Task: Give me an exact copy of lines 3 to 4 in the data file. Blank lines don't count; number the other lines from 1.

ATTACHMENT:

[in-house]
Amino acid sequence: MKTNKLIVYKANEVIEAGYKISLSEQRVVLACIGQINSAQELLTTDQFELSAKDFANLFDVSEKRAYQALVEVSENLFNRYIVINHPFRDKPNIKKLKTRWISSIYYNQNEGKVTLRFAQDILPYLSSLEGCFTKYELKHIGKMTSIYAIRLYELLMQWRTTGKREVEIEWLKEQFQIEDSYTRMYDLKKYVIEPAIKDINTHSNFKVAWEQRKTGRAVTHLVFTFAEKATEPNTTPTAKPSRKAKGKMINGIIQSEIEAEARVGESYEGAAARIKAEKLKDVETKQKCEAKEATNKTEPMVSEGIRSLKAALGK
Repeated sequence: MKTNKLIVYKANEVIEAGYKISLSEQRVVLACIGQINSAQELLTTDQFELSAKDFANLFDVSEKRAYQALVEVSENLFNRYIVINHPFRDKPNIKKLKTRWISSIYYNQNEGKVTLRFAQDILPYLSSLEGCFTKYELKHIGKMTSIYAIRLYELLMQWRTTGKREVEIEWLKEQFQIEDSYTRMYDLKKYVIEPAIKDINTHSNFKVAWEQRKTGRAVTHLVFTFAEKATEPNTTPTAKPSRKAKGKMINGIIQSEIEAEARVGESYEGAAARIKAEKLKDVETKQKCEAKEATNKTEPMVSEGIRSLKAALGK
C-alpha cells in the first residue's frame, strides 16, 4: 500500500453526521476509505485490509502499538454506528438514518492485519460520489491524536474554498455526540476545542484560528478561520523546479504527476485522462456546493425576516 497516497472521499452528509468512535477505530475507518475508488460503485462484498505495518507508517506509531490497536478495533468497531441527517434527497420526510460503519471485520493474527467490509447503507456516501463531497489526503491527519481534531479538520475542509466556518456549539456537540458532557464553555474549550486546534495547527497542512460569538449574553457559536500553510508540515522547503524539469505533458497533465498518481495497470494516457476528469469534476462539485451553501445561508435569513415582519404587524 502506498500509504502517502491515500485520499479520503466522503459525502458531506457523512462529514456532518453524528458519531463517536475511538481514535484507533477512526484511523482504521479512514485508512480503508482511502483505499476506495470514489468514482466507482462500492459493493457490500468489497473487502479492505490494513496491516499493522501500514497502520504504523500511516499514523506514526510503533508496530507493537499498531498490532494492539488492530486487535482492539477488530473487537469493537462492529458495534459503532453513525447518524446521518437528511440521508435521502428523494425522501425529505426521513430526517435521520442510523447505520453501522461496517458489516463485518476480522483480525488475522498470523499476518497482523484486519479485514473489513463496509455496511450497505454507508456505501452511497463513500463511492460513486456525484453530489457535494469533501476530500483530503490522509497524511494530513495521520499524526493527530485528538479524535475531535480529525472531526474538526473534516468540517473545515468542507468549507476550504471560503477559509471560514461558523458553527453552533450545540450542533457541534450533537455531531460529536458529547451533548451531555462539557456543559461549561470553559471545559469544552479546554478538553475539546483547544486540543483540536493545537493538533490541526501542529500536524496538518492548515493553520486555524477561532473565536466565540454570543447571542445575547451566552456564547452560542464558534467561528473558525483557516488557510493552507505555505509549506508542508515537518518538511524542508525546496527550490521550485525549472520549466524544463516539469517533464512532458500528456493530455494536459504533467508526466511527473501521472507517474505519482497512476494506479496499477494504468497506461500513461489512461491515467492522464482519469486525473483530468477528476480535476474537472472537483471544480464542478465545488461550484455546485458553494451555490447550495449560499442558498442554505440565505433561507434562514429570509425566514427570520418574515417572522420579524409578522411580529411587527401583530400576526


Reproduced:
Repeated sequence: MKTNKLIVYKANEVIEAGYKISLSEQRVVLACIGQINSAQELLTTDQFELSAKDFANLFDVSEKRAYQALVEVSENLFNRYIVINHPFRDKPNIKKLKTRWISSIYYNQNEGKVTLRFAQDILPYLSSLEGCFTKYELKHIGKMTSIYAIRLYELLMQWRTTGKREVEIEWLKEQFQIEDSYTRMYDLKKYVIEPAIKDINTHSNFKVAWEQRKTGRAVTHLVFTFAEKATEPNTTPTAKPSRKAKGKMINGIIQSEIEAEARVGESYEGAAARIKAEKLKDVETKQKCEAKEATNKTEPMVSEGIRSLKAALGK
C-alpha cells in the first residue's frame, strides 16, 4: 500500500453526521476509505485490509502499538454506528438514518492485519460520489491524536474554498455526540476545542484560528478561520523546479504527476485522462456546493425576516 497516497472521499452528509468512535477505530475507518475508488460503485462484498505495518507508517506509531490497536478495533468497531441527517434527497420526510460503519471485520493474527467490509447503507456516501463531497489526503491527519481534531479538520475542509466556518456549539456537540458532557464553555474549550486546534495547527497542512460569538449574553457559536500553510508540515522547503524539469505533458497533465498518481495497470494516457476528469469534476462539485451553501445561508435569513415582519404587524 502506498500509504502517502491515500485520499479520503466522503459525502458531506457523512462529514456532518453524528458519531463517536475511538481514535484507533477512526484511523482504521479512514485508512480503508482511502483505499476506495470514489468514482466507482462500492459493493457490500468489497473487502479492505490494513496491516499493522501500514497502520504504523500511516499514523506514526510503533508496530507493537499498531498490532494492539488492530486487535482492539477488530473487537469493537462492529458495534459503532453513525447518524446521518437528511440521508435521502428523494425522501425529505426521513430526517435521520442510523447505520453501522461496517458489516463485518476480522483480525488475522498470523499476518497482523484486519479485514473489513463496509455496511450497505454507508456505501452511497463513500463511492460513486456525484453530489457535494469533501476530500483530503490522509497524511494530513495521520499524526493527530485528538479524535475531535480529525472531526474538526473534516468540517473545515468542507468549507476550504471560503477559509471560514461558523458553527453552533450545540450542533457541534450533537455531531460529536458529547451533548451531555462539557456543559461549561470553559471545559469544552479546554478538553475539546483547544486540543483540536493545537493538533490541526501542529500536524496538518492548515493553520486555524477561532473565536466565540454570543447571542445575547451566552456564547452560542464558534467561528473558525483557516488557510493552507505555505509549506508542508515537518518538511524542508525546496527550490521550485525549472520549466524544463516539469517533464512532458500528456493530455494536459504533467508526466511527473501521472507517474505519482497512476494506479496499477494504468497506461500513461489512461491515467492522464482519469486525473483530468477528476480535476474537472472537483471544480464542478465545488461550484455546485458553494451555490447550495449560499442558498442554505440565505433561507434562514429570509425566514427570520418574515417572522420579524409578522411580529411587527401583530400576526